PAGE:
Choosing a programming language, an application framework, a persistence store, a communication paradigm, and a hosting service for your software application is nothing short of a herculean task for a software engineer, given the multitude of choices that are available out there.
If you have ever worked with
Okay, maybe I’m being a little dramatic here, but it sure as hell wasn’t something you could do easily as a novice.
For example, when I first started working with
string, I just couldn’t figure out how to do it by reading the
replace() method’s documentation.
In this post, I’ll walk you guys through the process of setting up the GitHub CLI on your local machine.
So, let’s start!
Before you can start using the GitHub CLI, you must install it on your local machine.
Installing on Mac
If you’re using
macOS, you can install it using Homebrew, like so:
brew install gh
Here’s a gif to give you a better idea:
Sept 18th, 2020, came bearing the good news of the release of Vue 3.0.
The Vue.js team announced its release via its official Twitter account:
I was excited to try it out and decided to create a small Todo app.
In this article, I’ll walk you guys through the process of creating a web app using Vue 3.0.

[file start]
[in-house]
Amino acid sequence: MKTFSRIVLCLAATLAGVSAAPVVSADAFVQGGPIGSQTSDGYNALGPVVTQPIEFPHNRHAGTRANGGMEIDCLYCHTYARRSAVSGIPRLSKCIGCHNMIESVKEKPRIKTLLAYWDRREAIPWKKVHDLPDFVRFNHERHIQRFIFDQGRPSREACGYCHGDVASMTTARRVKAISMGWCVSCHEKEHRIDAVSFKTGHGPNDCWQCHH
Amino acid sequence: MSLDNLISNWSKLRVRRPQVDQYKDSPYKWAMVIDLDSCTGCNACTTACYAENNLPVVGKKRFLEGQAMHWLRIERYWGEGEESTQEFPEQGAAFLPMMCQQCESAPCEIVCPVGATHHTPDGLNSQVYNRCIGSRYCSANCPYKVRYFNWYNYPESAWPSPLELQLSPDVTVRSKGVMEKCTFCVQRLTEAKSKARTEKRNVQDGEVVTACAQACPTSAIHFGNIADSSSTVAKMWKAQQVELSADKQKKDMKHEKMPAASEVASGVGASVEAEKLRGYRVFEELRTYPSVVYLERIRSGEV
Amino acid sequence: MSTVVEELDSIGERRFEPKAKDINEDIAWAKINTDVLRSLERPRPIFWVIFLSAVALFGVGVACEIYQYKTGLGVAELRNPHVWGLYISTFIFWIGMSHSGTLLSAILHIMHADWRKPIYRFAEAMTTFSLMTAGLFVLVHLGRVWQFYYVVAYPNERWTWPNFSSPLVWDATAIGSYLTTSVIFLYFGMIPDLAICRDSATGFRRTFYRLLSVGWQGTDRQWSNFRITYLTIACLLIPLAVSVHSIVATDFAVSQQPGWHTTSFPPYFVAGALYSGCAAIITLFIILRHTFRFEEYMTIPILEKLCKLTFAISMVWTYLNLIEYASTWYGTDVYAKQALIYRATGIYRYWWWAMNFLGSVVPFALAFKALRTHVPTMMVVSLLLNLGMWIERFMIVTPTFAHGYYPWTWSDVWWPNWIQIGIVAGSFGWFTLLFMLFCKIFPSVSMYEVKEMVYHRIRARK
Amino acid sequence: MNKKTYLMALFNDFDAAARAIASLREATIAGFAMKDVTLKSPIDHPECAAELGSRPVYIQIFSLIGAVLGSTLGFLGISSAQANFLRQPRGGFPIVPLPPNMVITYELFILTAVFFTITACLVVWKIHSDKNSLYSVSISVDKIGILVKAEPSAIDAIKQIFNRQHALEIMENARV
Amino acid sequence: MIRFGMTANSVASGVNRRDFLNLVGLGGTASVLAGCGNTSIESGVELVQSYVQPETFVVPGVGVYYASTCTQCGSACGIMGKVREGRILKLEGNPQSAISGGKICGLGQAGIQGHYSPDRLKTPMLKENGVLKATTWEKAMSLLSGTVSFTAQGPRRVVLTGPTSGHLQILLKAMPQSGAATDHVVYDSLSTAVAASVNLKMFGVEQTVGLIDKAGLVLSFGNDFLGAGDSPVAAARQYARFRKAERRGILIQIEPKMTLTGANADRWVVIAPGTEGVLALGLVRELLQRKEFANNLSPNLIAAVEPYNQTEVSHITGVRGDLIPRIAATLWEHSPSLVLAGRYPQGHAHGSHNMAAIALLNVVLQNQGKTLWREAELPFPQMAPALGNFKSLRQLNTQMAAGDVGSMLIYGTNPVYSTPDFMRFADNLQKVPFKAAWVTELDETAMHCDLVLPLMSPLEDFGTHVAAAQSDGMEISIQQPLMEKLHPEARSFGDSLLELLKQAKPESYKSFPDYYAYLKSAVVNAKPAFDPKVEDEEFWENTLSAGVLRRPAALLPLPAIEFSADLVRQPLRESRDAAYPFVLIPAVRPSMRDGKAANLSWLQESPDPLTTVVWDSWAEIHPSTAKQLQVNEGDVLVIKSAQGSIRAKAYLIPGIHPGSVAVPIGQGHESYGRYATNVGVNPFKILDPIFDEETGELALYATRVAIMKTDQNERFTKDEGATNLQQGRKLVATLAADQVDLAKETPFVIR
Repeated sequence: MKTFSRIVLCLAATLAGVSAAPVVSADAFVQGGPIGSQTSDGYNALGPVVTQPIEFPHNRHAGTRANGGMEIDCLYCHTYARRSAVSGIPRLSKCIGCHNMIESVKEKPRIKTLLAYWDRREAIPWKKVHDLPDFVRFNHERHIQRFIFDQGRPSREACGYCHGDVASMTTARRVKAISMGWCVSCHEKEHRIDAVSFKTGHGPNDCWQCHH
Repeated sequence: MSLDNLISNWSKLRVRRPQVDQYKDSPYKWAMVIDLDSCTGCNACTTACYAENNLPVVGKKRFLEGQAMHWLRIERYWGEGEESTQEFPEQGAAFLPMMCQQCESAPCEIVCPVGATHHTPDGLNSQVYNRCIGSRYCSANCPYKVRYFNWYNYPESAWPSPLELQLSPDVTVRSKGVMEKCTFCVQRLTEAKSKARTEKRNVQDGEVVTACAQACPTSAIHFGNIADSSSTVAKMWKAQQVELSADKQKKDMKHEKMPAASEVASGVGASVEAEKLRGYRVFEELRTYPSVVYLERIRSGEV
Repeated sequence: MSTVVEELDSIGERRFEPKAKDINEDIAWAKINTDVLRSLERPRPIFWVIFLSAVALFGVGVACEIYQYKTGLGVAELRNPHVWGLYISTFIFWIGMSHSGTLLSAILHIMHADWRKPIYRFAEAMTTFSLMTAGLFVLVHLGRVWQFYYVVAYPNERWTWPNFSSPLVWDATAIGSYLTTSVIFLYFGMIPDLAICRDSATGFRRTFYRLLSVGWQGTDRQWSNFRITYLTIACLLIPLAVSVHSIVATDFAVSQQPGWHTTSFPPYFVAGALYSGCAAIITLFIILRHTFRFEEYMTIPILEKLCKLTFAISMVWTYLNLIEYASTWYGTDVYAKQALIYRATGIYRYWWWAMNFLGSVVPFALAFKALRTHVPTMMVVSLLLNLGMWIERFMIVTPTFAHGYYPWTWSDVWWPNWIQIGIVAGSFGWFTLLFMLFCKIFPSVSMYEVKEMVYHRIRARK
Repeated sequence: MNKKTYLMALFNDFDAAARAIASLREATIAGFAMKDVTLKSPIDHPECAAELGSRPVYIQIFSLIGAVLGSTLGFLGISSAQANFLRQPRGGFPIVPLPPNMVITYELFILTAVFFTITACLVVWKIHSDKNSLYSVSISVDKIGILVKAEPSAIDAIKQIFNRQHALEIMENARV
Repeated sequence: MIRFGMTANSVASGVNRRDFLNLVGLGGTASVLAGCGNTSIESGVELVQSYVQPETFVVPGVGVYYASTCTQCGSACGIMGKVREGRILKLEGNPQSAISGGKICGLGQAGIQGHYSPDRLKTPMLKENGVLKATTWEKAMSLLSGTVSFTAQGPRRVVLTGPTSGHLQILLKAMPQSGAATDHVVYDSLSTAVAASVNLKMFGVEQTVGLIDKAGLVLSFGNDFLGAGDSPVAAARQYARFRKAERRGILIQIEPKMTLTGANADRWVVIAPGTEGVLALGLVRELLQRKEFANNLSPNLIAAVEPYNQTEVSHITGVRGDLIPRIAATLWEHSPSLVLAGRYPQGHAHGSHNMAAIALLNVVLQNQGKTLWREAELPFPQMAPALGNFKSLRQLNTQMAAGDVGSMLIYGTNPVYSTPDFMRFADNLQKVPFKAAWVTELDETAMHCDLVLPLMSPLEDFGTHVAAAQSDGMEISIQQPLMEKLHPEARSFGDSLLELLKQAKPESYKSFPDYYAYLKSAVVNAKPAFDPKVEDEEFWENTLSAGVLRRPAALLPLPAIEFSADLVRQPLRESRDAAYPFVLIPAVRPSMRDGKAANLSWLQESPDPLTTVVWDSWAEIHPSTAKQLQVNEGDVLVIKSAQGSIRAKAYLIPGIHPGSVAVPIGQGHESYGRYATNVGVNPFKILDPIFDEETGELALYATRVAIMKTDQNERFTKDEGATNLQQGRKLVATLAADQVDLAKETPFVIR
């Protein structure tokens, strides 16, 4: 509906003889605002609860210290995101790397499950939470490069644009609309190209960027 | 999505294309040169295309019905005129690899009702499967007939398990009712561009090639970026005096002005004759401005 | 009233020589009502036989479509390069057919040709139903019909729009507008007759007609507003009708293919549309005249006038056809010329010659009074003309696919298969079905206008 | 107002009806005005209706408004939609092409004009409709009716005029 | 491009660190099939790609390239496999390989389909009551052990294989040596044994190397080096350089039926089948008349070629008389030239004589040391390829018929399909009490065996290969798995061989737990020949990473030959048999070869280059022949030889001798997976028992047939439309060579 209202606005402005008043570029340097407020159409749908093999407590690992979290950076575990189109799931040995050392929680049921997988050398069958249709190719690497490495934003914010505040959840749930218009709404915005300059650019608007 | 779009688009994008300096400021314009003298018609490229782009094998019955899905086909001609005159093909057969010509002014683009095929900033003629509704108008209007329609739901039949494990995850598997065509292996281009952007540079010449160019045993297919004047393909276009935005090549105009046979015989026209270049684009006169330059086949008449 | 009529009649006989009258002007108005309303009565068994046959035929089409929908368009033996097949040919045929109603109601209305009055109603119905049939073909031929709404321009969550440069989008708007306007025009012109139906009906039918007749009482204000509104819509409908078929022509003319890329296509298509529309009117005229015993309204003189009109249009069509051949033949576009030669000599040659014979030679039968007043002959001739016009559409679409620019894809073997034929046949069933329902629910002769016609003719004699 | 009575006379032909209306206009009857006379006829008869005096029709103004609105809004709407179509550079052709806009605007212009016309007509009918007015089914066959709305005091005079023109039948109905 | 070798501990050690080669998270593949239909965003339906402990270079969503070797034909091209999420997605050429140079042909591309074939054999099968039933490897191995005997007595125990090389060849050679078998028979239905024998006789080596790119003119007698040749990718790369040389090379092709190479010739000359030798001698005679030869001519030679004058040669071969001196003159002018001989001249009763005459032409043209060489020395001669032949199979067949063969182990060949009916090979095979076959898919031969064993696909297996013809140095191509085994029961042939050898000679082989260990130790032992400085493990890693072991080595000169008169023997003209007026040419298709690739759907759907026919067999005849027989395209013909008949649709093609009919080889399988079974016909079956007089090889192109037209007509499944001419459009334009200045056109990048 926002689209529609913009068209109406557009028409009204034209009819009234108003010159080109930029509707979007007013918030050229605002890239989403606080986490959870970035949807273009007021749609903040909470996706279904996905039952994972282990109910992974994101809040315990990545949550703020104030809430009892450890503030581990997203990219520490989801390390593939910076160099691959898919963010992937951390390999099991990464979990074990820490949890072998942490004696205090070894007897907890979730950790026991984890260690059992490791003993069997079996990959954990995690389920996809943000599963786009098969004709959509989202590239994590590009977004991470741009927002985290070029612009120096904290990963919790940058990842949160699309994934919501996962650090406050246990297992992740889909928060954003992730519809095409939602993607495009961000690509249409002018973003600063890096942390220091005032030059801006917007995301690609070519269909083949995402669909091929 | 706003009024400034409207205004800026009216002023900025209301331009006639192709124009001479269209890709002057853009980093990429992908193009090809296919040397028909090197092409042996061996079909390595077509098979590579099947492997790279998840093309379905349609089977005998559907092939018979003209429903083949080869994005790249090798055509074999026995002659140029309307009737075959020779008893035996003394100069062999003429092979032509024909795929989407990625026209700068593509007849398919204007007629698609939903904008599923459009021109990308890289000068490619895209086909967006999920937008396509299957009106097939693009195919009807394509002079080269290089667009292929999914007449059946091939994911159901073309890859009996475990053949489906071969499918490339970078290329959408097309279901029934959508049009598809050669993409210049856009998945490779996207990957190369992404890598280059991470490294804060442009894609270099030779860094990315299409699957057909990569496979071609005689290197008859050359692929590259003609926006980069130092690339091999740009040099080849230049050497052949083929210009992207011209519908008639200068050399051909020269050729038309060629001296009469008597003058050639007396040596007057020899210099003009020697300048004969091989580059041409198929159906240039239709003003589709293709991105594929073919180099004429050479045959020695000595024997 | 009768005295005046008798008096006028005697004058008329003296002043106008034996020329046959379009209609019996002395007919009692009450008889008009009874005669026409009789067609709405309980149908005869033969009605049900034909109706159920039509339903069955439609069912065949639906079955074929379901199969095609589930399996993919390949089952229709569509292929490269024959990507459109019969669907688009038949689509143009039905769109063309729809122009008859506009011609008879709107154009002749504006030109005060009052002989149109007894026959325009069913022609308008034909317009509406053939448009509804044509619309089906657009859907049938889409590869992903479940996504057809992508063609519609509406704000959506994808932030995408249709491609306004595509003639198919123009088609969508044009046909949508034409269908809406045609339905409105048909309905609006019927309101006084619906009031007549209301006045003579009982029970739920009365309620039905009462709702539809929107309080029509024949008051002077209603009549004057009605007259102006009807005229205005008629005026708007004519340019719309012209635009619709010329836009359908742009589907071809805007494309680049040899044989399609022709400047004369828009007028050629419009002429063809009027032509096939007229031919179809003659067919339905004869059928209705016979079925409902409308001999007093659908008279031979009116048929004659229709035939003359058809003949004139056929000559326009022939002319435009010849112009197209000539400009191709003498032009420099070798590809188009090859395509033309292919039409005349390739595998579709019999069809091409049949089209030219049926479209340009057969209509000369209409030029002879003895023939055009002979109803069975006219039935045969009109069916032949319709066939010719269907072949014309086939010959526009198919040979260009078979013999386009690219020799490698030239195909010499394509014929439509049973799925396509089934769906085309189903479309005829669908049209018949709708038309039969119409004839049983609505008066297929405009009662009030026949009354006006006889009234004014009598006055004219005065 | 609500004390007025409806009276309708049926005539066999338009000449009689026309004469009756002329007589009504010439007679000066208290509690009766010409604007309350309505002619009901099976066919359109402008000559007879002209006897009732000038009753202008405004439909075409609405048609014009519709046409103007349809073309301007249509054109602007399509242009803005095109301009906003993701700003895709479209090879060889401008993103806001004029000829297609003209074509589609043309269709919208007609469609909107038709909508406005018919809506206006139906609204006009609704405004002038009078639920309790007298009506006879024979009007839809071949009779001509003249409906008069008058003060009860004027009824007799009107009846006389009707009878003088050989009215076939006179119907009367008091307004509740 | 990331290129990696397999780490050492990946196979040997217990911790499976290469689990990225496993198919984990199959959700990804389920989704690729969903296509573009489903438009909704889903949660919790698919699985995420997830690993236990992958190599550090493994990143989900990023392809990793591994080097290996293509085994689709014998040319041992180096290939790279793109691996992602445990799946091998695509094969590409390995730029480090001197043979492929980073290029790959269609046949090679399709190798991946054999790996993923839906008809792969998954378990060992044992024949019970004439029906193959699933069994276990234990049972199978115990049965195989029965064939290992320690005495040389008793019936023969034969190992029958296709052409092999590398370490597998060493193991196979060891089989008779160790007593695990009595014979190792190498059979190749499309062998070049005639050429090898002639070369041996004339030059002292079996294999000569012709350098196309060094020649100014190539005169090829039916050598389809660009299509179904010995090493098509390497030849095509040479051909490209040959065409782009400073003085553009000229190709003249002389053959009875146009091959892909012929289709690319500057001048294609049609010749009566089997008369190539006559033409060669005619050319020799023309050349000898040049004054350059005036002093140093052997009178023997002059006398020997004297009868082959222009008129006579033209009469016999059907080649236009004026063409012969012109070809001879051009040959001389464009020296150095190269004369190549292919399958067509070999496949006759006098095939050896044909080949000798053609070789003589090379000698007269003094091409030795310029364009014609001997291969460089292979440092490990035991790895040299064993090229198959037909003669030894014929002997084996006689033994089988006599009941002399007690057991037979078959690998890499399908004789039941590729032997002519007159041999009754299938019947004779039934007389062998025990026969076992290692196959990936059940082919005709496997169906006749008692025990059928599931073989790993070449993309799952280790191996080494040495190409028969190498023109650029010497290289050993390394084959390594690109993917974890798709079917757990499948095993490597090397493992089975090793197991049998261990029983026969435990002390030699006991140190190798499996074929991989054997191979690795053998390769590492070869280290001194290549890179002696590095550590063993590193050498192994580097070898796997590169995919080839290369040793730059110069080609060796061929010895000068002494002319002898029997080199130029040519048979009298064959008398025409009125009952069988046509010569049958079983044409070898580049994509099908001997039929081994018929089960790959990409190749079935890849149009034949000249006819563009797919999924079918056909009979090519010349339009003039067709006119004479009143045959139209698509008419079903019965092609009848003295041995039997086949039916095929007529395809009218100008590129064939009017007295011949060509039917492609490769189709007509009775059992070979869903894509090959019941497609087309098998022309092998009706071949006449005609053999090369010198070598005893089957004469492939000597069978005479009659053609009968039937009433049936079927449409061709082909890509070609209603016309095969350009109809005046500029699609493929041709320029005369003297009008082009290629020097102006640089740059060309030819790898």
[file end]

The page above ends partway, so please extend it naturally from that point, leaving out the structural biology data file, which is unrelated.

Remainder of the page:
But before we start, let me give you a glimpse of what we are about to create:
On macOS, you can install Deno using Homebrew — the open-source software package manager for macOS:
brew install deno
Here’s a GIF to give you a better idea:
“Why didn’t you update the time sheet?” asked the Tech Lead in an angry voice.
“I worked until late at night yesterday. I forgot. I’ll do it immediately.” said the developer, who was questioned by the lead in a meek voice.
“I think my instructions were quite clear. Update the tasks that you have completed throughout the day in the time sheet at EOD without a miss. It seems you don’t follow my orders!” said the lead in an angry tone.
“And what were you doing?” the lead barked at one of the senior developers who was in charge of…
V is a brand new programming language that’s been making quite a few waves in the programming community.
I stumbled upon it a few months back when I read this article.
And it’s also under active development (as evidenced by the recent commits in its GitHub repo).
So, I thought, why not give it a try. After all, what’s the harm in being an early adopter, right?
Software Engineer | Tech Aficionado | Voracious Reader | Persuasive Writer | And a slightly opinionated human being :)